KMPO: Population explosion expected
The Kootenai Metropolitan Planning Organization estimates Post Falls’ population will skyrocket to 103,908 by the year 2040, well ahead of the projection for Coeur d’Alene of 84,943 in the same year.
“I hope they’re wrong,” Mayor Ron Jacobson said Tuesday. “I did that math and in order to achieve that we would need to have an average of 866 single-family permits every year and a total of 6,115 multi-family permits. I don’t know if that’s sustainable.”
The mayor estimates the city may issue 600 single-family permits this year. And while multi-family may keep pace with KMPO’s projection, he doubts single-family housing will meet the organization’s forecast.
By KEITH ERICKSON Staff Writer
The ongoing building boom in Post Falls is lopsided in favor of new housing, leading Mayor Ron Jacobson to say it’s time to “tap the brakes” on residential growth.
During his sixth State of the City address, the second-term mayor said Tuesday he doesn’t believe the rampant residential growth can be sustained and is placing a disproportionate tax burden on homeowners.
Building permits for single-family homes jumped from 366 in 2017 to 543 last year, Jacobson said. And current permit activity is on pace to eclipse last year’s numbers with 511 permits issued through October — and 15 approved just last week.
Multi-family growth is even stronger with 285 permits issued in 2018 and nearly double that already in 2019 with 496 multi-family permits so far this year.
“I’ve publicly stated that I’m concerned with the number of multi-family units being built. Not because I don’t like apartments. I’m just concerned what the appropriate number is for Post Falls and how long it can be sustainable.”
Jacobson said heavier emphasis is needed on commercial growth.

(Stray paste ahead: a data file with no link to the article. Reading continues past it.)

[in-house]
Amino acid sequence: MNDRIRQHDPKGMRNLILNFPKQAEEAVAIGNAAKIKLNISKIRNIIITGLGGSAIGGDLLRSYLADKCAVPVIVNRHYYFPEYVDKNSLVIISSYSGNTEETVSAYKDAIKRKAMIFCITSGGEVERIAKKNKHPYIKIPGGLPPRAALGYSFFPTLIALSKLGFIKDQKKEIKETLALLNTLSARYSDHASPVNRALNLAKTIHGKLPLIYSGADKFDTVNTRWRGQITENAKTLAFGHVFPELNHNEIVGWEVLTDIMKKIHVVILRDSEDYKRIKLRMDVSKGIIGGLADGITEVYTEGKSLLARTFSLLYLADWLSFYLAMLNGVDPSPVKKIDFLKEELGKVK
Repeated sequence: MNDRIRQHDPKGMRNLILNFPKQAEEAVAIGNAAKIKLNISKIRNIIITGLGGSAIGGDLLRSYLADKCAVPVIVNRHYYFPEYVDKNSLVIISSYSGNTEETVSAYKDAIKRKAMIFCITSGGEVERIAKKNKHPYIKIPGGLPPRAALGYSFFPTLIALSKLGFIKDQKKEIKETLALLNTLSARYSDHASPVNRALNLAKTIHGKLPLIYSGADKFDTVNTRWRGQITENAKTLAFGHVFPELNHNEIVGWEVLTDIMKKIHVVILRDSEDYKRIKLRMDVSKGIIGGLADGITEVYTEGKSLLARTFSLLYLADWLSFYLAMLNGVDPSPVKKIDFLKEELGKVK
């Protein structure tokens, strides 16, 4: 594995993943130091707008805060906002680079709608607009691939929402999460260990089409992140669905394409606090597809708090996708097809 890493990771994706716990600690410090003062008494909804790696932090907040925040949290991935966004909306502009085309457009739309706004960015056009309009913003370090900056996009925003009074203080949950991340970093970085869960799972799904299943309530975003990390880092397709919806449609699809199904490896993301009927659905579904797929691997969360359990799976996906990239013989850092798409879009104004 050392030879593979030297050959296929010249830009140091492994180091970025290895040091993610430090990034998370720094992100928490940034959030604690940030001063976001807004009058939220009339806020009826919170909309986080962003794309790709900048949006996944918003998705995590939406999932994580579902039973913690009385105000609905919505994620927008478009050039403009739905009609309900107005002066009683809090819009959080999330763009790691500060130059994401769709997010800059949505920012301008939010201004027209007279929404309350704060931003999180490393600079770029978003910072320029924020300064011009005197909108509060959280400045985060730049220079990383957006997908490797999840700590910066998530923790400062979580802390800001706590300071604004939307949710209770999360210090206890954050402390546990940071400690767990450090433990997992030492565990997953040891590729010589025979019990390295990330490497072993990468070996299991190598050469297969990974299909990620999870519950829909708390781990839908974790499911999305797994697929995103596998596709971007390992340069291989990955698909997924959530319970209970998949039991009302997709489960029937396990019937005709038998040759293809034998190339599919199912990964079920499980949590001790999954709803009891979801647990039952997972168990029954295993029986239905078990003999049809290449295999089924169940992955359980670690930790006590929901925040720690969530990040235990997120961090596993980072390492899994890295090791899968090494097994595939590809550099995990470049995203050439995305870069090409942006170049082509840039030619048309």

“We don’t have a lot of commercial going on right now,” the mayor told a sold-out group of about 200 people attending the Post Falls Chamber of Commerce’s Connect4 Lunch at Red Lion Templin’s.
“While I’d like to tap my brake a little bit on the combined residential permits issued, it’s all supply and demand — and the demand is what’s driving this. It’s not the city,” Jacobson said.
“On the commercial side, my goal is to try to increase the commercial tax base in order to take some of the burden off the residential taxpayers,” he added. “And that really hasn’t happened to date. The commercial tax base is not where I’d like it to be.”
The mayor did voice optimism on broadening the tax base through endeavors such as an urban renewal technology zone created by the city last year. The developer for that project is marketing the site for advanced manufacturing, aerospace, and data storage companies.
The project area is within the 831-acre Post Falls Technology Park Urban Renewal District, which straddles state Route 41 north of Prairie Avenue.
“As yet, nothing has happened, but we’re being told there are things in the offing,” Jacobson said. “In the long run, we’re told that particular development could create 5,000 to 10,000 jobs and if it all comes to fruition, we’re talking $885 million in capital expenditures added to the tax base.”
Jacobson said with the rapid growth Post Falls is experiencing, good planning is critical. He outlined several areas the city is working on to guide healthy growth. These include:
• The transportation master plan adopted by the city in February 2018. This plan was developed to support economic growth and vitality in Post Falls and to address and improve all modes of transportation including vehicle, bike, pedestrian and transit.
• Comprehensive planning map update. Currently in the development stages, this plan will provide a blueprint for growth over the next several years by outlining community goals and policies.
• Parks master plan update for the city’s 29 parks. Jacobson said this is in final draft stage and includes plans for a sports complex that is expected to go to bid next year with construction in 2021-22. The 25-acre sports complex site south of Prairie Avenue and west of Charleville Road will include five or six lighted ballfields.
• Wastewater treatment master plan. This update will begin in 2020. It will include a rate study and financial plan for projects needed to keep the city’s wastewater collection system in compliance with state and federal environmental regulations. Over the next several years, the city will spend $120 million on required upgrades to maintain compliance.
“As a city, we often hear when people talk about growth, they say you haven’t done enough planning. You haven’t taken certain things into consideration.
“Yes, we have,” Jacobson said. “And we will continue to do so.”